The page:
I recently received a question from a reader who wishes to remain anonymous. We’ve been kicking around the idea of launching an Ask the Experts type of column here at The Truth About Knives, and his question was the perfect catalyst to help us kick things off. So here we go!
I was hoping you could help me with a sharpening question. I recently received a nice set of Japanese kitchen knives with damascus blades and a double bevel secondary edge. Until I am able to master a whetstone, I am looking at the EdgePro Apex vs the Work Sharp Ken Onion w/attachment that I know you are familiar with.
Given the style of the knives would you have a recommendation between the two? I’ve read that the Ken Onion may not produce a flat/V-grind and have some convexing of the bevel.
Is this a concern? Would this be traditionally/typically not recommended for Japanese knives, or would it even make any considerable/noticeable difference.Thank you very much in advance for your time, expertise and advice.
Good morning sir!
First off, congratulations on the nice set of knives. Those sound beautiful!
Now regarding the Work Sharp units, they will indeed put a convexed edge on the knife. This happens as the belt wraps around the edge, whereas the stones of the EdgePro will keep a flat bevel.
Either type of edge will work in the kitchen just fine. In use, unless you are highly attuned, the differences between a convex or flat edge are purely academic. I have knives with both types of edges in my kitchen and I have never noticed a difference.
In the end, I would say it comes down to how precise you want your edge angle to be, and only you can answer that question.
If you want to keep the edge angle as close to original as possible, the EdgePro or similar would be your best bet. The Ken Onion Work Sharp is fantastic, but as I stated in my review of that unit, I consider the angle guides on it to be pretty worthless, so you are relying on your handhold to keep things consistent. You could have the steadiest hands in the world, but they can’t compete with the jig for accuracy.
That said, my personal preference would be the Ken Onion Work Sharp with the Blade Grinding Attachment, which is what you were asking about. It works better on longer blades like your kitchen knives, and you can at least set an angle on that unit, whereas on the base device I only freehand without the angle guides.
The reason I prefer the convexed edges provided by the Work Sharp is they tend to respond to stropping a little better than a flat edge. This is how I like to maintain the edges on my higher end kitchen knives rather than using a chef’s honing steel. If you do use a steel, either type of edge will be fine, but it is just something to keep in mind.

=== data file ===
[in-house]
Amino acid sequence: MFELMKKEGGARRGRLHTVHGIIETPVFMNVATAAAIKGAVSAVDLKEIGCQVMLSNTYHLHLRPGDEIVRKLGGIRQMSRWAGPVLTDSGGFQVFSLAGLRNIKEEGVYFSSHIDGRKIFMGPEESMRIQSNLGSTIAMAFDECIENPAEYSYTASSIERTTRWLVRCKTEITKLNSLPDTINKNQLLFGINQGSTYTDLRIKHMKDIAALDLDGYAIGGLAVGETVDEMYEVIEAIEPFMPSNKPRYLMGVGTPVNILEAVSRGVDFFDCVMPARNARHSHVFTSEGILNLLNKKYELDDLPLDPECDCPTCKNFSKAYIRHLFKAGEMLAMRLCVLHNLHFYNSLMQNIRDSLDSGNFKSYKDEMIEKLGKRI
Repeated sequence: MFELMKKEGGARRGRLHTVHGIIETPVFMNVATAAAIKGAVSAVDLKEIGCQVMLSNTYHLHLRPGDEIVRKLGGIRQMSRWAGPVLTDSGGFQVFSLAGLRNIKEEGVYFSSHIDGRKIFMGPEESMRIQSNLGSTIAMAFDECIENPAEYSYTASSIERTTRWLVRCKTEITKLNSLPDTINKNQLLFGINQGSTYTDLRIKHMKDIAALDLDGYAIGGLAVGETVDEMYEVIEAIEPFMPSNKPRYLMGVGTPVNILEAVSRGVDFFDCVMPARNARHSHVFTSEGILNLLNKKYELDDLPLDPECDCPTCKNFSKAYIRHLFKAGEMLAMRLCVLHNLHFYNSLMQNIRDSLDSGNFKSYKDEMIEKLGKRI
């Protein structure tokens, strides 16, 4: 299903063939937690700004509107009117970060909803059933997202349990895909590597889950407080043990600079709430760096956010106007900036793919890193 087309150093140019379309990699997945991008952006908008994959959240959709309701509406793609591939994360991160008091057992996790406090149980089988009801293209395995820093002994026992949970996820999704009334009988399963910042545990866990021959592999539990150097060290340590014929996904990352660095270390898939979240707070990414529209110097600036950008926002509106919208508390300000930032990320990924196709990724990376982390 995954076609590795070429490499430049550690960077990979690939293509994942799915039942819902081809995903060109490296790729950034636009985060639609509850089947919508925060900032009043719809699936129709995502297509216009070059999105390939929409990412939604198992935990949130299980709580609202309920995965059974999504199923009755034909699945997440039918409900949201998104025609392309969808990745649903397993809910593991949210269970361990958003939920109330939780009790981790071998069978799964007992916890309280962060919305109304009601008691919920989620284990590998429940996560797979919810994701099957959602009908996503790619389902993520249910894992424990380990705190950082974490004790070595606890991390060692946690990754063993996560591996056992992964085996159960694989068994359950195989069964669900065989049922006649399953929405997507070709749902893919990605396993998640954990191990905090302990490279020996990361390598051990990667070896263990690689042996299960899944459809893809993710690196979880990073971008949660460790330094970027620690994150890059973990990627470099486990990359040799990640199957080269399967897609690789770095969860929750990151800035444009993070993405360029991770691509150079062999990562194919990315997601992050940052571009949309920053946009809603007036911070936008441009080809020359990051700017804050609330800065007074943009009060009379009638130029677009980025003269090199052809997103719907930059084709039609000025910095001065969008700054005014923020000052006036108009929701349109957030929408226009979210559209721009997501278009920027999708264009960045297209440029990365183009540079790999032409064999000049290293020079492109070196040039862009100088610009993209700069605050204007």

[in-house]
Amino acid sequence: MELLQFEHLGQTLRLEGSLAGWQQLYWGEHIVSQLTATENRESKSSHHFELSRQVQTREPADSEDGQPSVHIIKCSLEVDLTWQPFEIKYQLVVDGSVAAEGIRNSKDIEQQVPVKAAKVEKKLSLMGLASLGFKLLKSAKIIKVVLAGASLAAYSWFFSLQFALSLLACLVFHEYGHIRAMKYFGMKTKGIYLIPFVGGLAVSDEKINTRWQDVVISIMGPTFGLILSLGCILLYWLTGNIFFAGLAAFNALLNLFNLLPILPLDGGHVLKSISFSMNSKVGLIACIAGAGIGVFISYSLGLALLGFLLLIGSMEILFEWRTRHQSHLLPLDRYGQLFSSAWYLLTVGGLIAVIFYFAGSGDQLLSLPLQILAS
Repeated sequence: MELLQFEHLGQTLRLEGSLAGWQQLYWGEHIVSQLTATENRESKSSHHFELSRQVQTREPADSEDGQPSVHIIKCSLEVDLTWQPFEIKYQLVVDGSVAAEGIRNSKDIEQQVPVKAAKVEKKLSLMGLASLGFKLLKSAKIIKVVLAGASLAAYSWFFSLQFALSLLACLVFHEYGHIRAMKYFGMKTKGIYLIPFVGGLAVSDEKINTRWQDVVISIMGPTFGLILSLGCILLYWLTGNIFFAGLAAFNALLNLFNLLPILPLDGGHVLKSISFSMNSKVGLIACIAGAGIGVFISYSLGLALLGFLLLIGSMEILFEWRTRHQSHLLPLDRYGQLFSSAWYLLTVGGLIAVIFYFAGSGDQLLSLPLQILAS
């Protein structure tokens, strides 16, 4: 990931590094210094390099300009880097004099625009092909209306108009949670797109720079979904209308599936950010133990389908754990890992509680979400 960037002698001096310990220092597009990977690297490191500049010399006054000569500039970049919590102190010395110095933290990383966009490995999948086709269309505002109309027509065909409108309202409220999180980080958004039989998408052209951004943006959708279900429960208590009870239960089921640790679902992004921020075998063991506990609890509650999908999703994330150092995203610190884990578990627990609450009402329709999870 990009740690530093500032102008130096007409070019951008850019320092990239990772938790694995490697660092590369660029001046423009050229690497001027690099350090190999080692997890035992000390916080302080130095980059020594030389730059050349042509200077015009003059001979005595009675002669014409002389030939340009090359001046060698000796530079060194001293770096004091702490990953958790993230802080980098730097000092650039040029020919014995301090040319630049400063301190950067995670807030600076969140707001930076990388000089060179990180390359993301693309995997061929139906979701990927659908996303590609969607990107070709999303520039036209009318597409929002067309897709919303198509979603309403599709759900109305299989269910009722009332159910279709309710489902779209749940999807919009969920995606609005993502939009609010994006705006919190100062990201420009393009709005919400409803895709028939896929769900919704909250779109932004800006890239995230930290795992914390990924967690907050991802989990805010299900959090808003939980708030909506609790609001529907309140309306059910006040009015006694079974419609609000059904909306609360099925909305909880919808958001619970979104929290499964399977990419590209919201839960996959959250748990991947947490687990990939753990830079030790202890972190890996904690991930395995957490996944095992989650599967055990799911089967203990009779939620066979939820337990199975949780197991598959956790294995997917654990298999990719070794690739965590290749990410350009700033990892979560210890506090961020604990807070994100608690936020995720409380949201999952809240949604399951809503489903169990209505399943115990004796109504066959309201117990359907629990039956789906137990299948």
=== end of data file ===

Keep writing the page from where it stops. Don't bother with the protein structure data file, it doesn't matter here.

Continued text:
So, hopefully I’ve given you enough insight that you’ll be able to decide what works best for your needs. Just remember, if you do get the Work Sharp, make sure to practice on cheaper blades before taking them to those stunners of yours. There is definitely a learning curve to getting the best results with that machine and you wouldn’t want to ruin the tips of your new kitchen Cadillacs, (Or would they be Lexuses?) before getting the hang of it.
Now before I go, a little side note regarding whether a convex edge would be “traditional” or not. On modern, high end Japanese kitchen knives, a precise, 15-degree flat bevel is typical. Notice I say “typical,” rather than “traditional.”
An actual “traditional” knife would have been sharpened by hand on flat stones with no jigs. By the very nature of this hand sharpening, all edges eventually become convexed. Just look at any old, well used slipjoint pocketknife and you will see exactly what I mean.
So I say, don’t worry which type of edge should be “proper” in this case, and just use the tool that will fit your needs best.
So ends the first “Ask TTAK” segment. I hope this can be a recurring feature, but in order for that to happen we need your help. Between me, Clay, Todd Hunt, and Will Woods we have a big knowledge base at our disposal but we need you to supply the questions. Send your queries to email@example.com and we may feature your question in a future installment of “Ask TTAK!”
This is also our opportunity to throw the question to you all! We would love it if you weigh in on the subject with your own suggestions in our comments section below.
Until next time!